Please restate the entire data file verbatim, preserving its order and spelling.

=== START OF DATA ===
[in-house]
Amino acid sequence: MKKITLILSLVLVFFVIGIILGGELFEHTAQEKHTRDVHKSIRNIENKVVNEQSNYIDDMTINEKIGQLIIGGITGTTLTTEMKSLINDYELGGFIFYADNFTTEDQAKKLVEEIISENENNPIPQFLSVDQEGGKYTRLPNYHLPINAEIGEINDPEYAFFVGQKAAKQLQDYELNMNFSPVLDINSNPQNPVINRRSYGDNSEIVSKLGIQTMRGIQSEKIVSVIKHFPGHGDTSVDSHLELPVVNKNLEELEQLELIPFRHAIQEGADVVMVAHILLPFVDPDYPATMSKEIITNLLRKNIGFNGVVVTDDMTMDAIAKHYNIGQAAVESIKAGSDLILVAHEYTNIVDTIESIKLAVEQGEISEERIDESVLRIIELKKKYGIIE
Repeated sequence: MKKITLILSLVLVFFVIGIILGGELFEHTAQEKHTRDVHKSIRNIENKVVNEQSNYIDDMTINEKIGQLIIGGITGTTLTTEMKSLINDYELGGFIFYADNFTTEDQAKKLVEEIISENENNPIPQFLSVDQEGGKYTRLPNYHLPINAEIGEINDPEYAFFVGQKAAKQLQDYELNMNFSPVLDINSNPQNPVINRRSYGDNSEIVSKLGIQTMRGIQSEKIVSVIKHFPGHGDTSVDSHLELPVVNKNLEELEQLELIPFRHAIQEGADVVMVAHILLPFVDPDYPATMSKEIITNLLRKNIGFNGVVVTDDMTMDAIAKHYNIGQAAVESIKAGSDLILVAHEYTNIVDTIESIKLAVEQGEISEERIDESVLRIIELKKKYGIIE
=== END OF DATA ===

[in-house]
Amino acid sequence: MKKITLILSLVLVFFVIGIILGGELFEHTAQEKHTRDVHKSIRNIENKVVNEQSNYIDDMTINEKIGQLIIGGITGTTLTTEMKSLINDYELGGFIFYADNFTTEDQAKKLVEEIISENENNPIPQFLSVDQEGGKYTRLPNYHLPINAEIGEINDPEYAFFVGQKAAKQLQDYELNMNFSPVLDINSNPQNPVINRRSYGDNSEIVSKLGIQTMRGIQSEKIVSVIKHFPGHGDTSVDSHLELPVVNKNLEELEQLELIPFRHAIQEGADVVMVAHILLPFVDPDYPATMSKEIITNLLRKNIGFNGVVVTDDMTMDAIAKHYNIGQAAVESIKAGSDLILVAHEYTNIVDTIESIKLAVEQGEISEERIDESVLRIIELKKKYGIIE
Repeated sequence: MKKITLILSLVLVFFVIGIILGGELFEHTAQEKHTRDVHKSIRNIENKVVNEQSNYIDDMTINEKIGQLIIGGITGTTLTTEMKSLINDYELGGFIFYADNFTTEDQAKKLVEEIISENENNPIPQFLSVDQEGGKYTRLPNYHLPINAEIGEINDPEYAFFVGQKAAKQLQDYELNMNFSPVLDINSNPQNPVINRRSYGDNSEIVSKLGIQTMRGIQSEKIVSVIKHFPGHGDTSVDSHLELPVVNKNLEELEQLELIPFRHAIQEGADVVMVAHILLPFVDPDYPATMSKEIITNLLRKNIGFNGVVVTDDMTMDAIAKHYNIGQAAVESIKAGSDLILVAHEYTNIVDTIESIKLAVEQGEISEERIDESVLRIIELKKKYGIIE